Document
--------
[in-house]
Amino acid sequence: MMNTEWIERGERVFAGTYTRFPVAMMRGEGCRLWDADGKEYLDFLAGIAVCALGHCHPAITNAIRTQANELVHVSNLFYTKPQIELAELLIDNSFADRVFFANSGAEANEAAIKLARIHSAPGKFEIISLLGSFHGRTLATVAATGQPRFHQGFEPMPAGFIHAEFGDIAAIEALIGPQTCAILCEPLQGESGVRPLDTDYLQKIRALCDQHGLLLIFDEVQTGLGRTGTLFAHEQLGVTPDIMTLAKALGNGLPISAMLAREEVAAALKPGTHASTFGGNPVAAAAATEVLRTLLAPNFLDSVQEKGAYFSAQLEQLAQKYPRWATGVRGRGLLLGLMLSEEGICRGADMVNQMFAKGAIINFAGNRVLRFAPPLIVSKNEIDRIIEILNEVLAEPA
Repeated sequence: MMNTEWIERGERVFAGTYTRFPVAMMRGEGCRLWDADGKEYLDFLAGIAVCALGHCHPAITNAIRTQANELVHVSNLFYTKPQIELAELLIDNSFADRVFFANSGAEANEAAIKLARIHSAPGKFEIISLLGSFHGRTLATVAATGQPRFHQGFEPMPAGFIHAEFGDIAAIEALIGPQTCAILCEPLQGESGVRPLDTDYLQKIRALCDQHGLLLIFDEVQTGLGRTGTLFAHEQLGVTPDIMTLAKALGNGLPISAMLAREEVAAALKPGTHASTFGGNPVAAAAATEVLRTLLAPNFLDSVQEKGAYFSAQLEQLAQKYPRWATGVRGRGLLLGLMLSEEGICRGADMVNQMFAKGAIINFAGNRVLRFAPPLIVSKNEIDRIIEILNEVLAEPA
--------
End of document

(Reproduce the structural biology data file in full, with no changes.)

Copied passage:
[in-house]
Amino acid sequence: MMNTEWIERGERVFAGTYTRFPVAMMRGEGCRLWDADGKEYLDFLAGIAVCALGHCHPAITNAIRTQANELVHVSNLFYTKPQIELAELLIDNSFADRVFFANSGAEANEAAIKLARIHSAPGKFEIISLLGSFHGRTLATVAATGQPRFHQGFEPMPAGFIHAEFGDIAAIEALIGPQTCAILCEPLQGESGVRPLDTDYLQKIRALCDQHGLLLIFDEVQTGLGRTGTLFAHEQLGVTPDIMTLAKALGNGLPISAMLAREEVAAALKPGTHASTFGGNPVAAAAATEVLRTLLAPNFLDSVQEKGAYFSAQLEQLAQKYPRWATGVRGRGLLLGLMLSEEGICRGADMVNQMFAKGAIINFAGNRVLRFAPPLIVSKNEIDRIIEILNEVLAEPA
Repeated sequence: MMNTEWIERGERVFAGTYTRFPVAMMRGEGCRLWDADGKEYLDFLAGIAVCALGHCHPAITNAIRTQANELVHVSNLFYTKPQIELAELLIDNSFADRVFFANSGAEANEAAIKLARIHSAPGKFEIISLLGSFHGRTLATVAATGQPRFHQGFEPMPAGFIHAEFGDIAAIEALIGPQTCAILCEPLQGESGVRPLDTDYLQKIRALCDQHGLLLIFDEVQTGLGRTGTLFAHEQLGVTPDIMTLAKALGNGLPISAMLAREEVAAALKPGTHASTFGGNPVAAAAATEVLRTLLAPNFLDSVQEKGAYFSAQLEQLAQKYPRWATGVRGRGLLLGLMLSEEGICRGADMVNQMFAKGAIINFAGNRVLRFAPPLIVSKNEIDRIIEILNEVLAEPA